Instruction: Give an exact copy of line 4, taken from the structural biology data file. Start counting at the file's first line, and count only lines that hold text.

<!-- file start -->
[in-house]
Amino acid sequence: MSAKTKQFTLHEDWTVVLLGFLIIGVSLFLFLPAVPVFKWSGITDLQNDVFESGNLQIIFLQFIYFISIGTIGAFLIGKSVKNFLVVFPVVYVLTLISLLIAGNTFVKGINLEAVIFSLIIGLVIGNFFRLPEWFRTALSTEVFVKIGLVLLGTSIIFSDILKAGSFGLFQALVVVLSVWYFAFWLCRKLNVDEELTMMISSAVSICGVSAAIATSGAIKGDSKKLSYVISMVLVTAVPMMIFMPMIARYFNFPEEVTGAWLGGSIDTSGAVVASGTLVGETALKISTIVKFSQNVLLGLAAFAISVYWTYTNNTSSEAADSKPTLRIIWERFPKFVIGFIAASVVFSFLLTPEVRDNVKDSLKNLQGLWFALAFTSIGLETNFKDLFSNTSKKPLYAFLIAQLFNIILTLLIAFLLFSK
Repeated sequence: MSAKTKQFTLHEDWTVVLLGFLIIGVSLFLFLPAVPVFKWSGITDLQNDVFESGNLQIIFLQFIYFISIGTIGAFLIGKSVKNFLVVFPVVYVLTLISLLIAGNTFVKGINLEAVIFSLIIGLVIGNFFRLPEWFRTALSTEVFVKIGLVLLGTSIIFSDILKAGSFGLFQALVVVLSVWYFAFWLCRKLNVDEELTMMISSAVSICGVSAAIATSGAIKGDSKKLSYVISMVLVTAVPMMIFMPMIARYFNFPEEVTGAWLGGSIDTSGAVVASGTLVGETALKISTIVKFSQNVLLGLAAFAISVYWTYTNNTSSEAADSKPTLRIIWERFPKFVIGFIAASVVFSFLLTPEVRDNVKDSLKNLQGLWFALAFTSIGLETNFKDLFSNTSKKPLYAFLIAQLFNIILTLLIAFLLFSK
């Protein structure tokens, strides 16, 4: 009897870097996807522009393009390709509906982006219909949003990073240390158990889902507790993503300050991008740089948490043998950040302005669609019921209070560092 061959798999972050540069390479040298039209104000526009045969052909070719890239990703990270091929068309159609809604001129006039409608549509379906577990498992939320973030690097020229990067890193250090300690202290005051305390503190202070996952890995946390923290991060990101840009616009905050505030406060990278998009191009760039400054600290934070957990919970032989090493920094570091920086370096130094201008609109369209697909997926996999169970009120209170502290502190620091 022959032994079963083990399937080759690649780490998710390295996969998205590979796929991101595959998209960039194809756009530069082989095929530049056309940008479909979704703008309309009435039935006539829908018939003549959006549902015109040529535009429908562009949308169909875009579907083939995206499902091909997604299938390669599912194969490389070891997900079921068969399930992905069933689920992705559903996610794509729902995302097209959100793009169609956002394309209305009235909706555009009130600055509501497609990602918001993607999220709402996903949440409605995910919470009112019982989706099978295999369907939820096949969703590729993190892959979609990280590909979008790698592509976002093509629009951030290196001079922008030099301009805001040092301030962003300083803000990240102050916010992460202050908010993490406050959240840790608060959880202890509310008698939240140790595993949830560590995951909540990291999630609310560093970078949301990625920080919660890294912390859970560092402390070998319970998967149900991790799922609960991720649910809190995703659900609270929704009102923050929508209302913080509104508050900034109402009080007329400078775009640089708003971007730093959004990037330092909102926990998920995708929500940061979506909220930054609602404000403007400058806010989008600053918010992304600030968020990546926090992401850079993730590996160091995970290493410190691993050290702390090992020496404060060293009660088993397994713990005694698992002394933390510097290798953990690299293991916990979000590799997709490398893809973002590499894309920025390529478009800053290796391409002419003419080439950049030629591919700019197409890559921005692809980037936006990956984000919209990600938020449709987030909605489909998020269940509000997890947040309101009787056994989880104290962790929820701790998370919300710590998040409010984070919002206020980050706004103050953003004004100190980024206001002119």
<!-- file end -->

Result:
């Protein structure tokens, strides 16, 4: 009897870097996807522009393009390709509906982006219909949003990073240390158990889902507790993503300050991008740089948490043998950040302005669609019921209070560092 061959798999972050540069390479040298039209104000526009045969052909070719890239990703990270091929068309159609809604001129006039409608549509379906577990498992939320973030690097020229990067890193250090300690202290005051305390503190202070996952890995946390923290991060990101840009616009905050505030406060990278998009191009760039400054600290934070957990919970032989090493920094570091920086370096130094201008609109369209697909997926996999169970009120209170502290502190620091 022959032994079963083990399937080759690649780490998710390295996969998205590979796929991101595959998209960039194809756009530069082989095929530049056309940008479909979704703008309309009435039935006539829908018939003549959006549902015109040529535009429908562009949308169909875009579907083939995206499902091909997604299938390669599912194969490389070891997900079921068969399930992905069933689920992705559903996610794509729902995302097209959100793009169609956002394309209305009235909706555009009130600055509501497609990602918001993607999220709402996903949440409605995910919470009112019982989706099978295999369907939820096949969703590729993190892959979609990280590909979008790698592509976002093509629009951030290196001079922008030099301009805001040092301030962003300083803000990240102050916010992460202050908010993490406050959240840790608060959880202890509310008698939240140790595993949830560590995951909540990291999630609310560093970078949301990625920080919660890294912390859970560092402390070998319970998967149900991790799922609960991720649910809190995703659900609270929704009102923050929508209302913080509104508050900034109402009080007329400078775009640089708003971007730093959004990037330092909102926990998920995708929500940061979506909220930054609602404000403007400058806010989008600053918010992304600030968020990546926090992401850079993730590996160091995970290493410190691993050290702390090992020496404060060293009660088993397994713990005694698992002394933390510097290798953990690299293991916990979000590799997709490398893809973002590499894309920025390529478009800053290796391409002419003419080439950049030629591919700019197409890559921005692809980037936006990956984000919209990600938020449709987030909605489909998020269940509000997890947040309101009787056994989880104290962790929820701790998370919300710590998040409010984070919002206020980050706004103050953003004004100190980024206001002119």